As I said, it’s on the mainland. Other than swimming, the only way to get across is by the bridge, which is fine in a vehicle but a somewhat intimidating proposal on foot. You see, large shipping has to pass through that particular strait and rather than messing around with lifting or opening bridges, it was decided to simply make the bridge high enough for the largest ship to get underneath. The internet says it’s only 38 metres – 125 feet – at its highest but that feels very, very high when you’re walking across it on a breezy afternoon, and it’s over a kilometre long, so it’s not like you can just shut your eyes, take ten steps and have the ordeal be over. My diary at the time says it took about twenty minutes to walk across it. In my couple of days there, I reckon I walked over that thing at least five times. It doesn’t get any less scary.
Having had my photo taken on that Arctic background and seen the special church, I went back and saw some of the town and then went home and debated whether or not I had the energy to go and see the Midnight Sun. I decided I didn’t have to go very far and therefore I’d make the effort and was delighted to get down to the harbour and find the Hurtigruten ship MS Midnatsol was in, so even if it was cloudy, I’d seen the Midnight Sun anyway.
The Hurtigruten are a fleet of… well, cruising ferries, I suppose. They’re more ferry than cruise ship and they go up and down the Norwegian coast. If it wasn’t for the emetophobia, I’d love to do at least a few sections of it. The full round trip, Bergen to Kirkenes, right up at the Russian border, and back takes twelve days but you don’t have to do it all. Imagine sailing along the northern coastline in the winter, with the Northern Lights over the water. I turn into a bit of boatspotter where the Hurtigruten ships are concerned. I’d seen Polarlys and Nordnorge leaving Trondheim a few days earlier and I saw them both arriving in Tromsø, twenty-six hours later according to the timetable on their website. As I hadn’t seen Midnatsol before, I conclude she was doing the southbound journey rather than the northbound one.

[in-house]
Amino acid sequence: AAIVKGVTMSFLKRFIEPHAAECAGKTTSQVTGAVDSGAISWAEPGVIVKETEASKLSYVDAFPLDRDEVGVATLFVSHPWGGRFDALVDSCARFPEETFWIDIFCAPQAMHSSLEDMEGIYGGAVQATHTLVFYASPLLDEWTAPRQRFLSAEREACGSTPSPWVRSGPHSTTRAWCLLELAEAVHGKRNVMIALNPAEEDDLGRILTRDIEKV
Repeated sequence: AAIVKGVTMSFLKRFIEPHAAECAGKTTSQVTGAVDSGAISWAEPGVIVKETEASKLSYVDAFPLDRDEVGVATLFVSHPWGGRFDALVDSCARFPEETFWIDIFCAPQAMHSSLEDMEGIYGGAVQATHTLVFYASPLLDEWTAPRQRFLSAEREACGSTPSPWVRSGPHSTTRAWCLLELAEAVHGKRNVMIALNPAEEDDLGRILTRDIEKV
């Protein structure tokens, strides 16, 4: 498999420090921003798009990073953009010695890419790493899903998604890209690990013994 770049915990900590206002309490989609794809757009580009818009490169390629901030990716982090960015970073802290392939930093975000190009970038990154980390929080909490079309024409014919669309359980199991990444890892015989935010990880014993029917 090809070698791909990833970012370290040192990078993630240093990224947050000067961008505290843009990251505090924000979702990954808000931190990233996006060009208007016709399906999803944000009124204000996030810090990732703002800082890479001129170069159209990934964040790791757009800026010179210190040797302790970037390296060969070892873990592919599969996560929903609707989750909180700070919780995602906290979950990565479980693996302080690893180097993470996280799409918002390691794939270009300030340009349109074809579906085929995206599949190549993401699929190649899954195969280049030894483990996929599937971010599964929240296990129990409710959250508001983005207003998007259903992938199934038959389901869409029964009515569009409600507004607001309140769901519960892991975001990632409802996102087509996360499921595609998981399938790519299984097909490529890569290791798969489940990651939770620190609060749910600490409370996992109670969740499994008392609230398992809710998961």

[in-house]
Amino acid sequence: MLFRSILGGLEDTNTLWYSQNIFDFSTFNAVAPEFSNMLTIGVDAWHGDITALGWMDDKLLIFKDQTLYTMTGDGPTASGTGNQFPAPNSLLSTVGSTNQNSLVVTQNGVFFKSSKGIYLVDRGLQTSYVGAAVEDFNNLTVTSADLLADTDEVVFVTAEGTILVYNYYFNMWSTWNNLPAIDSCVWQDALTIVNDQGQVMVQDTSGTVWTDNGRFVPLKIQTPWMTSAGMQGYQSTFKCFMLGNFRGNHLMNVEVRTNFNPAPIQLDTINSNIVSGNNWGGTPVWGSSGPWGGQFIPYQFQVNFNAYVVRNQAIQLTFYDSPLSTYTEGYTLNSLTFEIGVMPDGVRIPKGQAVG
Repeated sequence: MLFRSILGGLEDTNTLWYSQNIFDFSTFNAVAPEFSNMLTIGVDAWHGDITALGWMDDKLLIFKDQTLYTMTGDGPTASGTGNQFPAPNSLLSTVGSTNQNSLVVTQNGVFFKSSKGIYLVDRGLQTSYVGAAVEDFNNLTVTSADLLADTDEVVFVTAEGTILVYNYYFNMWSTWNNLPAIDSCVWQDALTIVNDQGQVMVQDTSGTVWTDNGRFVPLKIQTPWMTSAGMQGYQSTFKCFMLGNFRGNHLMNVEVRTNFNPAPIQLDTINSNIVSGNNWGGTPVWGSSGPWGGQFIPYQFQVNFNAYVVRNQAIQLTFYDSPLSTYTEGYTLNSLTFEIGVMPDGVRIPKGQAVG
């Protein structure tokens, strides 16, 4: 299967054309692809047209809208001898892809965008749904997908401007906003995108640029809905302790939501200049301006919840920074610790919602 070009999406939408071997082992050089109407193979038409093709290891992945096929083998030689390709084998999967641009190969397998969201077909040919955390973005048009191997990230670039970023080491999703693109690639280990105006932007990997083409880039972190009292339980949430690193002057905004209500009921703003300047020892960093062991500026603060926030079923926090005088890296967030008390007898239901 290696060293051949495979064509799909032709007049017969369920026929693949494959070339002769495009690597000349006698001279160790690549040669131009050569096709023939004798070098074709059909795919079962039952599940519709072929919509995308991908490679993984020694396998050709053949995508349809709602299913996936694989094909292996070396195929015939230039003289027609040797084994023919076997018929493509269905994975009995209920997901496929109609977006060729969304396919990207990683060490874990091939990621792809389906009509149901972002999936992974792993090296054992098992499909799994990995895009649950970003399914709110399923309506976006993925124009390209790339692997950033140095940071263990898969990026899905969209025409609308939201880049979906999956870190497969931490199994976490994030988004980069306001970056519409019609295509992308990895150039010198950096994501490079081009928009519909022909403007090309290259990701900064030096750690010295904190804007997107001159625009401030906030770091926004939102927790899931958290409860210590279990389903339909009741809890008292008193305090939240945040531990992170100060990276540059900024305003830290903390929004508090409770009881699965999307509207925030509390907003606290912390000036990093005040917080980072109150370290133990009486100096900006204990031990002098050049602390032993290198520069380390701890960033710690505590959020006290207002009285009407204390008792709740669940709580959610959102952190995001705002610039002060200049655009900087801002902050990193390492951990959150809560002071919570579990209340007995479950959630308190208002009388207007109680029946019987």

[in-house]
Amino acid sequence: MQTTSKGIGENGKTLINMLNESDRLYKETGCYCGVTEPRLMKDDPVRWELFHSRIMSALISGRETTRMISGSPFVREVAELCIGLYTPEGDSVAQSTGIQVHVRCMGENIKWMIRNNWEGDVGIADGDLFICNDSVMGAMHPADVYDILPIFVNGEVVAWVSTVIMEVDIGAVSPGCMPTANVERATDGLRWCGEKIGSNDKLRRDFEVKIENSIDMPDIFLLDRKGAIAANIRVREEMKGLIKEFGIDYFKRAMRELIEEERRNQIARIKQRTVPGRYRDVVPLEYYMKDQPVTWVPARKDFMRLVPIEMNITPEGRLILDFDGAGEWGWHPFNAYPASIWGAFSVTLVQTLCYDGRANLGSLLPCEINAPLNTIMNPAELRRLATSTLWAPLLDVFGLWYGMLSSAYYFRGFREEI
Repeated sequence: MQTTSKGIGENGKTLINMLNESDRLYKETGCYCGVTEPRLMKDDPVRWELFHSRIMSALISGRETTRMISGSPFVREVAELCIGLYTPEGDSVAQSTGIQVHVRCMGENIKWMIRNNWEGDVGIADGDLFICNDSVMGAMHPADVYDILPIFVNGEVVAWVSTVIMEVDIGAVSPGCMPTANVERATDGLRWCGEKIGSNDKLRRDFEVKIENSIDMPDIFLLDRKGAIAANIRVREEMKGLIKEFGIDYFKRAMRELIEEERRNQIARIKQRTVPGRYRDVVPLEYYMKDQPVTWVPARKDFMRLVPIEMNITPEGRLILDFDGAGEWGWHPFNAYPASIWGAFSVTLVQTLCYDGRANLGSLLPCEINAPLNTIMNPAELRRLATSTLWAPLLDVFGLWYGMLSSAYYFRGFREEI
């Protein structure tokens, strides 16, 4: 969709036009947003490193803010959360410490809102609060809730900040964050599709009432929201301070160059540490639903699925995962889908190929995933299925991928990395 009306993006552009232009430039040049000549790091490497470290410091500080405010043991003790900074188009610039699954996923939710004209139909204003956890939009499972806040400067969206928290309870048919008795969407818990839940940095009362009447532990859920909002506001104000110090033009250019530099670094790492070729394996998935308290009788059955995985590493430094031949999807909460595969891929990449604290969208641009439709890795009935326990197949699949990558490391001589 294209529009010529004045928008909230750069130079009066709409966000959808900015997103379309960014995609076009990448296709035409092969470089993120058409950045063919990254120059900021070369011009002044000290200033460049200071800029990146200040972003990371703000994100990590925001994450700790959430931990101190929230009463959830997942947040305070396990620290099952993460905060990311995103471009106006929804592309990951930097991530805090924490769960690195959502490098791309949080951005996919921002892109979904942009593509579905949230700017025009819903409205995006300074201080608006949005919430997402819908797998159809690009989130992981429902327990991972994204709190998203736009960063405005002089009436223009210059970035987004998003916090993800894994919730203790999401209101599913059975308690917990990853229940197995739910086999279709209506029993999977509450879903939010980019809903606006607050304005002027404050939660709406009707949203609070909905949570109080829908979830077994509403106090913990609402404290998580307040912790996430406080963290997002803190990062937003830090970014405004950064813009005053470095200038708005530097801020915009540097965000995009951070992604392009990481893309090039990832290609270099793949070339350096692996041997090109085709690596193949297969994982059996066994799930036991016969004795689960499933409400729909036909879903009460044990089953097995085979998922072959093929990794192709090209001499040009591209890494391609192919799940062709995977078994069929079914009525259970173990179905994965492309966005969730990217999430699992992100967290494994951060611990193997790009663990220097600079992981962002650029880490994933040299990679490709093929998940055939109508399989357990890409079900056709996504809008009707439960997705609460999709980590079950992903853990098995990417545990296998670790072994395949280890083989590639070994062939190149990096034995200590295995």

By now I knew I had to see the sun in the sky and I knew the best place to see it from. You know too, don’t you? The bridge! The trouble was, it was already ten to midnight and it was easily that far to the bridge, plus another ten minutes to the top. I ran. I made it to the bridge – the wrong side of the bridge – and ran up as far as I could and then I stopped, took off my watch, held it up the sky and took a photo showing midnight and a glow in the clouds behind it. I can’t in all good conscience say it’s really a photo of the Midnight Sun but it was a good try.
I had a good idea for the second night. There is a mountain behind Tromsø and a cable car which is open until 1am for this very purpose. I took the bus over that terrifying bridge, took the cable car up and got in position. Far too early. Oddly enough, it’s freezing up a mountain in the Arctic Circle at 11pm, even in May. It was a nice view but it was far too cold to wait up there for a Midnight Sun I might not even see through the cloud. I descended, opted to walk back to the Arctic Cathedral rather than wait half an hour for the bus and was in position to catch the Sun. In fact, I was there at least twenty minutes early, hence the series of “Nearly Midnight Sun” photos I took just in case, and I also witnessed MS Vesterålen sailing under the bridge and demonstrating exactly why it’s so high. It’s very weird to look at the photos, of an acceptable summer early evening and know that this was all happening at midnight. There had been a Midnight Concert in the Cathedral so there were dozens of us enjoying the Sun. And then guess what? We all had to walk home over that accursed bridge again.